1.0.0 • Public • Published


Real-time forex data using IQ Option WebSocket API.

npm i iqoption

Disclaimer: do not use real money with this library.


const Broker = require('iqoption')

const broker = new Broker({
  email: '',
  password: 'secret123'

await broker.login()
console.log('ssid', broker.ssid)

await broker.connect()
console.log('user_id', broker.profile.user_id)
console.log('balance_id', broker.profile.balance_id)
// console.log('client', broker.client)
console.log('balances', broker.balances)
console.log('balance IDs', =>

await broker.subscribe('candle-generated', { active_id: 76, size: 1 })
// Other sizes are 5, 10, 15, 30, etc

broker.on('candle-generated', function (tick) {
  console.log(tick) /* => {
    active_id: 76,
    size: 1,
    at: 1658359430627113700, // timestamp in attoseconds
    from: 1658359430,
    to: 1658359431,
    id: 147437049,
    open: 0.882379,
    close: 0.882379,
    min: 0.882379,
    max: 0.882379,
    ask: 0.88238,
    bid: 0.882378,
    volume: 0,
    phase: 'T'
  } */

// await broker.unsubscribe('candle-generated', { active_id: 76, size: 1 })
// await broker.disconnect()

Note: All the names, returned values, etc are originally from the WebSocket.

broker.balances is automatically updated on background. is also updated on background and used internally.


Connect without login.

const broker = new Broker({
  ssid: 'abcd1234b4c0d1dc9d60e824b3cb71c0'

await broker.connect()

// ...


There is a bigInt option available when creating a new Broker instance.

For example, the is losing precision at the last two digits.

bigInt: false: parse big integers as normal numbers losing precision (default).
bigInt: 'string': parse big integers as string (this is a good option too).

const broker = new Broker({
  bigInt: 'string'

broker.on('candle-generated', function (tick) {
  console.log(tick) /* => {
    at: '1658359430627113793', // timestamp in attoseconds
  } */

Open trades

I recommend reading test.js where there is multiple examples.

// AFAIK: type 4 is practice balance (demo)
const practiceBalance = broker.balances.find(b => b.type === 4)

const option = await broker.send('', {
  user_balance_id:, // practice balance
  active_id: 76, // is EUR/USD OTC, 816 Bitcoin, etc
  option_type_id: 3, // is turbo-option, means expiration is less than five mins
  direction: 'call', // or 'put'
  expired: 1, // range 1-5 if it's turbo-option
  price: 5, // amount to invest
  // profit_percent: 85, // this value is calculated internally using
  returnMessage: true

if (option.message) {
  throw new Error(option.message)


Note: is used to calculate expired for turbo-option so you only set a range of 1-5.

Sell the option:

const sold = await broker.send('sell-options', { options_ids: [], returnMessage: true })

if (sold.error) {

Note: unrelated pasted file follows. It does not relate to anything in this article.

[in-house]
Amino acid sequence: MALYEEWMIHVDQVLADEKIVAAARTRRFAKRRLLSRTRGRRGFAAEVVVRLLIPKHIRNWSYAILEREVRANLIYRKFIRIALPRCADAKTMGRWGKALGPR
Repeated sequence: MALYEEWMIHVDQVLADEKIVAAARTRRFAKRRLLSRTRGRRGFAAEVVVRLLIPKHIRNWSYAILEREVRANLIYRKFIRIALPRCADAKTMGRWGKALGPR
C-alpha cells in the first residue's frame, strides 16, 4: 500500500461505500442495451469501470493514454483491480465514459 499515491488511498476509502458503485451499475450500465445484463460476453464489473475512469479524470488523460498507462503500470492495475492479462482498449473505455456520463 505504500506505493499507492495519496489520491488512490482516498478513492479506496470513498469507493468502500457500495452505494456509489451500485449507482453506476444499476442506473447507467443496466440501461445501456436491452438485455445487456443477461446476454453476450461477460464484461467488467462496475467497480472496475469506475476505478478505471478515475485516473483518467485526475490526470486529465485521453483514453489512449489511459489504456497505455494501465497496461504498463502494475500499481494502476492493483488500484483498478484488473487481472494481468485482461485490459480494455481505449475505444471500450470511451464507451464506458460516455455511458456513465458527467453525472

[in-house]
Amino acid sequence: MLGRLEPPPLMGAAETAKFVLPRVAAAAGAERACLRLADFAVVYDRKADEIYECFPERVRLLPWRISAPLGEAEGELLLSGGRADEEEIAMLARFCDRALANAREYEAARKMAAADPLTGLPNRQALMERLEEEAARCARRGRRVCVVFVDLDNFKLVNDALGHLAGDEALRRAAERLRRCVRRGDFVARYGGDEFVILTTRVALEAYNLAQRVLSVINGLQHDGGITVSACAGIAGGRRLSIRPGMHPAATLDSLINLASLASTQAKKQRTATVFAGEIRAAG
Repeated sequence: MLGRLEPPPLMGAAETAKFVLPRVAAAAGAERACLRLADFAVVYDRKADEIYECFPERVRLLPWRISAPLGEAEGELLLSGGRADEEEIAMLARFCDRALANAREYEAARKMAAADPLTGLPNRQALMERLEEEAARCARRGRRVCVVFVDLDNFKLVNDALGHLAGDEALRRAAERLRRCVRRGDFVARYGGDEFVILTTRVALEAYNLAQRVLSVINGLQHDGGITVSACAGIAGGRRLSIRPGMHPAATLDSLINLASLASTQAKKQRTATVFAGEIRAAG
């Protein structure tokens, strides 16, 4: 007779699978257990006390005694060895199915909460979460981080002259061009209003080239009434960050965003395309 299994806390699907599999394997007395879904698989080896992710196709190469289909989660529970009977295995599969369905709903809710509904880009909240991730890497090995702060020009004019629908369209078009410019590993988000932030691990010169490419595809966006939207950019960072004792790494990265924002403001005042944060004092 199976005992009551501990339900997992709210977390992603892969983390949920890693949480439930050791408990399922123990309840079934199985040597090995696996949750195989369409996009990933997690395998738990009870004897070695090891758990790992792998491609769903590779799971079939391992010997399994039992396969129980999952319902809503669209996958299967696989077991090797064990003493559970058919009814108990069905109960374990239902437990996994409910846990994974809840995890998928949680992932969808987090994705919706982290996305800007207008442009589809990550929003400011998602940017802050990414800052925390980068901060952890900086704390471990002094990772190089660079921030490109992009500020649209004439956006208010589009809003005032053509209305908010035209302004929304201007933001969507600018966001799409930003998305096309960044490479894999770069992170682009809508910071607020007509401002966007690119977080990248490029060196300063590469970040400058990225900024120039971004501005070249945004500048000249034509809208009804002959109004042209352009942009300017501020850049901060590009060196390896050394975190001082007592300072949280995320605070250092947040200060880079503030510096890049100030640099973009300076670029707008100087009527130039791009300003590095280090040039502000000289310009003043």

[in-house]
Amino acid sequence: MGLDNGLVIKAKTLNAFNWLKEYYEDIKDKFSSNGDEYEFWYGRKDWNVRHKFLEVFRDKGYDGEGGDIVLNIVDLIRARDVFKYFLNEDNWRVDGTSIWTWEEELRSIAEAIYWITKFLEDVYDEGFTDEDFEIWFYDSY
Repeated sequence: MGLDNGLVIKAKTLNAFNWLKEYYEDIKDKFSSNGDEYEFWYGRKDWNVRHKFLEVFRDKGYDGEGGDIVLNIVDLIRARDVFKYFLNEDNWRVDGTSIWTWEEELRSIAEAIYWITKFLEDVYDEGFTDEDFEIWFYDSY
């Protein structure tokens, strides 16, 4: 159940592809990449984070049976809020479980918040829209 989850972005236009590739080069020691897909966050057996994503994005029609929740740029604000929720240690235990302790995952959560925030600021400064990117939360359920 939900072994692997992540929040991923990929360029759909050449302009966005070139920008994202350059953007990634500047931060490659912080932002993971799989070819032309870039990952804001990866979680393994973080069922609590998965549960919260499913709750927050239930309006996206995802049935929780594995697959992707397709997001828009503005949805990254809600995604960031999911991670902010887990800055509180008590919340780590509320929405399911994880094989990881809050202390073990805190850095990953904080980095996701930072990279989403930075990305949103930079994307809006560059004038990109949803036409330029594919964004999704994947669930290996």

throw new Error(sold.error)


You can also let it close by itself.

Get traders mood

const mood = await broker.send('get-traders-mood', { instrument: 'turbo-option', asset_id: 1, returnMessage: true })
// mood => { instrument: 'turbo-option', asset_id: 1, value: 0.3098421048120437 }


Every time you send a message, there is normally two responses back:

  1. A success confirmation
  2. The actual data response

Let's say you found a command but not need to wait for the response: returnResult in true will track and wait for the confirmation based on the automatic request_id.

returnMessage in true will track and wait for a response based on the automatic request_id.
Otherwise you would have to track all the messages from the WebSocket, etc.

The default is false for both.

const result = await broker.send('my-magic-command', { returnResult: true })
// result => { success: true }

I think there is no subscription that have a message response.
So don't use returnMessage in true with subscriptions.


At the moment assets are fetch from an outdated file.

const Broker = require('iqoption')

// Get all assets
const assets = Broker.assets()
console.log(assets[1].name) // => 'EUR/GBP'

// Find by name
const asset1 = Broker.assets('EUR/USD (OTC)')
console.log(asset1.active_id) // => 76

// Find by id
const asset2 = Broker.assets(76)
console.log( // => 'EUR/USD (OTC)'

Handle semi-raw messages or subscriptions

You can inspect the WebSocket from the traderoom of IQ Option.
Maybe you're interested in sending a message not supported by the library.

Normally when sending a message, the data looks like this:

  name: 'sendMessage',
  request_id: '15',
  local_time: 123,
  msg: {

The library tries to automatically handle common operations like this:

await broker.send('sell-options', { options_ids: [] })

The "raw" equivalent would be:

const option = await broker.send({
  name: 'sell-options',
  version: '3.0',
  body: {
    options_ids: []

The sell-options message might not be that complicated.
But the library still autocompleting the request_id, local_time, etc.
There is too many commands, three different versions, too many data structures, etc.
Be aware that the IQ Option WebSocket is not documented and doesn't have guarantees.

The same applies for subscribe() and unsubscribe().

Also, if you want to listen to all the messages from the WebSocket:

broker.on('all', function (data) {

I recommend reading the first tests of test.js for more events.

Send raw messages or subscriptions{
  name: 'the-command-name',
  request_id: broker.newRequestId(false), // false for messages and true for subscriptions
  local_time: broker.localTime(),
  msg: { ... }






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